Kazuo Ishiguro, who won the Nobel Prize for Literature in 2010, was born in 1944. He lives in London.
As a child, Ishiguro suffered from depression. He describes himself as “delighted as a six-year-old” to see the aftermath of the Nazi invasion. He was found wandering the streets near his home in north London, then in the family home. Ishiguro’s father heard his footsteps and tackled him. He gave the young Ishiguro enough attention so that he didn’t run away but went on to develop a family that he believed had a deeper purpose than simply surviving.
Kazuo Ishiguro sees a hole in his past, leaving him needing to “rediscover something” which he proposes as an autobiography: “Just as patients move back in time and try to rediscover the narratives that a recent trauma cracked, so I see my own story as a narrative.” Ishiguro grew up in Nishinomiya, a town in Shizuoka Prefecture, in Japan. He was greeted in the basement of a factory by the inhabitants of the adjacent Japanese village, “filthy, yet not unlike a saloon,” who were waiting to present him to his father, the police chief, as a reward for helping the local child hunters in a raiding party break into their prey.
Kazuo Ishiguro’s world view has helped him to understand the human predicament: “I’ve begun to see that our lives are part of some procession that goes on far longer than our time on earth,” he says. “Abody may die on a lot of my books, and I may be dying myself, but that doesn’t bother me. What bothers me is to go on writing books, if my last words are, as they are here, a hymn to lost people — people who, if we had allowed them to go on living, would have ended up doing what I am able to do — reading and writing stories in which people might go on living in some way — finding ways to survive, or to become what the world was supposed to want them to be.” Ishiguro does not despair of making his mark in a world where the parameters of what humanity is can be dramatically reshaped by technology.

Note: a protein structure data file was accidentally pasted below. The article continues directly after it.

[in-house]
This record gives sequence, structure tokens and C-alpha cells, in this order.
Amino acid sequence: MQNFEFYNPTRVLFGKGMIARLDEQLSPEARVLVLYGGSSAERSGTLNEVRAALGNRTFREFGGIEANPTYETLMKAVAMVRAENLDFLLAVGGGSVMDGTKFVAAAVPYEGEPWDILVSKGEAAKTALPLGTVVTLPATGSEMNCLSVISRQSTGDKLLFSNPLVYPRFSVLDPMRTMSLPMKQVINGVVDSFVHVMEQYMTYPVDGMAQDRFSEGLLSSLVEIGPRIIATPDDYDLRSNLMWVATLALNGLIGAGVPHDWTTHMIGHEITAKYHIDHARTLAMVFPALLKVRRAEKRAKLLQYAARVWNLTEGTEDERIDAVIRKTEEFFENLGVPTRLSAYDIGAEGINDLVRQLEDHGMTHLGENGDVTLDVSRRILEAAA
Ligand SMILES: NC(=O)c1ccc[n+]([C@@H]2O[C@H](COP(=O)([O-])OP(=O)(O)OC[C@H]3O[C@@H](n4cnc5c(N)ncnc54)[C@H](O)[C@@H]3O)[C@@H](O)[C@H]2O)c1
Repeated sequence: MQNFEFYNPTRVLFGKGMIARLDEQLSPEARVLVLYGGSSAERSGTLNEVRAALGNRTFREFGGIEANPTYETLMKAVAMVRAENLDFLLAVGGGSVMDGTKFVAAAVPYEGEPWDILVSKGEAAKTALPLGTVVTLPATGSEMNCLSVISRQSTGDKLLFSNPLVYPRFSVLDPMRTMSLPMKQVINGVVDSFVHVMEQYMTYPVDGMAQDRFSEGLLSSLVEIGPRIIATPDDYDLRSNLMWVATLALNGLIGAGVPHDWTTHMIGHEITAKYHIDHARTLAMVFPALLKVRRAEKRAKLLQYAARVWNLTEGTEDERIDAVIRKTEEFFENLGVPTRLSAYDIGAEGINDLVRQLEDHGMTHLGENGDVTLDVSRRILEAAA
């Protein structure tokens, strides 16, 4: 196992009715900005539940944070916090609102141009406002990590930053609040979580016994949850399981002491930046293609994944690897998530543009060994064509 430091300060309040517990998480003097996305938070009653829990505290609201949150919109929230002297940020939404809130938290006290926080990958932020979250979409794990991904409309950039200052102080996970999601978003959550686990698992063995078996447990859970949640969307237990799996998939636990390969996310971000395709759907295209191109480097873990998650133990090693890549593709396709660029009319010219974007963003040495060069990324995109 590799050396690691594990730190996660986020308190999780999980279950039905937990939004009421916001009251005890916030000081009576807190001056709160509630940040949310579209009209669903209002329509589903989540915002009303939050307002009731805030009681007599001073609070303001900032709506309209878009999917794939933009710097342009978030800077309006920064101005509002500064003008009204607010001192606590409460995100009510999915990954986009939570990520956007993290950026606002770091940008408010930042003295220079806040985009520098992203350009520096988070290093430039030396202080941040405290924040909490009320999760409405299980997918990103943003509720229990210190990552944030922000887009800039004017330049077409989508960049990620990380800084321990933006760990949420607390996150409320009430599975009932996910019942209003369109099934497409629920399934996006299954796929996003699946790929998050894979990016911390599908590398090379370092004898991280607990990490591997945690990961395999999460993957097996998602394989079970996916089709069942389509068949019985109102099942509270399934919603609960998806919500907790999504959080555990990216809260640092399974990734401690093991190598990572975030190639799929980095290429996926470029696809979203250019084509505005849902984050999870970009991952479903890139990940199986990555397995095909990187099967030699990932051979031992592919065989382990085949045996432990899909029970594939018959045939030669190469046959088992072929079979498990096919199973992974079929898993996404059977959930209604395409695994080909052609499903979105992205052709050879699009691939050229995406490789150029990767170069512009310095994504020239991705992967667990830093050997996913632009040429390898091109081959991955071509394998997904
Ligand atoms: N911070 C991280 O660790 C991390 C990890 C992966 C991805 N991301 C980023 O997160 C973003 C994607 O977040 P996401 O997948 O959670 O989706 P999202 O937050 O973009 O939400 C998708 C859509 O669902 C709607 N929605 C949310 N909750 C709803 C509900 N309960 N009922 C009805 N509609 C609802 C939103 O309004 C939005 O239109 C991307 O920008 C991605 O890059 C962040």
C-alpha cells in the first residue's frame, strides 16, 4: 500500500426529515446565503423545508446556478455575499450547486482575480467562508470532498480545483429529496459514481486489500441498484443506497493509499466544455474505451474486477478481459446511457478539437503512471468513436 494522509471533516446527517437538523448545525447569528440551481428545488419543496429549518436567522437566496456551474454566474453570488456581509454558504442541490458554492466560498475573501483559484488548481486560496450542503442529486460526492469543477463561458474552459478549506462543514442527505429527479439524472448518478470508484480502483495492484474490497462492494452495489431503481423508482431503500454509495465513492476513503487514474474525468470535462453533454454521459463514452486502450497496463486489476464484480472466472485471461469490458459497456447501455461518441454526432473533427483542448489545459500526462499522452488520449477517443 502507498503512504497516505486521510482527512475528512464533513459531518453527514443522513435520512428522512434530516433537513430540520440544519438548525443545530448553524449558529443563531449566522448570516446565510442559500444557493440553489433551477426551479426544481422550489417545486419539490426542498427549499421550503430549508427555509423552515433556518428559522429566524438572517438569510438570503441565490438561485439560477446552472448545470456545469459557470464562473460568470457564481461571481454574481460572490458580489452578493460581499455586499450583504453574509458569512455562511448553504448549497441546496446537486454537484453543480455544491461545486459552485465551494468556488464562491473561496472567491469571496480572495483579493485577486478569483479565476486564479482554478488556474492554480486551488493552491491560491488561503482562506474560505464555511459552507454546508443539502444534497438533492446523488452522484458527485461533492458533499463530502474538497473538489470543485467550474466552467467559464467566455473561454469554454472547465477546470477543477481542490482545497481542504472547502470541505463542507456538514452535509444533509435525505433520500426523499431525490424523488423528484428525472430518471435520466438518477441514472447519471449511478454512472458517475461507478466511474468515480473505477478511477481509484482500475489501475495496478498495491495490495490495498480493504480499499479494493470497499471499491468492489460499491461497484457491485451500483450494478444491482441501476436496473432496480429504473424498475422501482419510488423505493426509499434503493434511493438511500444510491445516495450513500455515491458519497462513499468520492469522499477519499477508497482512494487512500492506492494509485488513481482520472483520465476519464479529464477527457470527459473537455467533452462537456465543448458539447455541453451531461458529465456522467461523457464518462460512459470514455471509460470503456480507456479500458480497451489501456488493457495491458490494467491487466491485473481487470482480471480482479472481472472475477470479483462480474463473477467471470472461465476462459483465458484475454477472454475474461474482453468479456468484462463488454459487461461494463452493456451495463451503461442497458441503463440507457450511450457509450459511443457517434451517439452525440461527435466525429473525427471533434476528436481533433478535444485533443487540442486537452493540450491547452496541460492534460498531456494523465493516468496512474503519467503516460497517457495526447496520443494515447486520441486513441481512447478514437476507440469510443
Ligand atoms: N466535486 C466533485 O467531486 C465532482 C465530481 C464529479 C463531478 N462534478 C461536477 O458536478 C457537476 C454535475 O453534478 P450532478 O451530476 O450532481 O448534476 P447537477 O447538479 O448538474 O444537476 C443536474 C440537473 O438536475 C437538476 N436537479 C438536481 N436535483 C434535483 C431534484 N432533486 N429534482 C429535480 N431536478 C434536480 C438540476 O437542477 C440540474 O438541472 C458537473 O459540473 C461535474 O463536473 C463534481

Kazuo Ishiguro tells an anecdote about a doctor he met whose sole aim in life is to bring down stars through “projection,” his own words, using scientific technology. He explained to Ishiguro that his doctor envisages a future where once the stars are no longer visible, the phenomenon called “star-crossed lovers” will occur.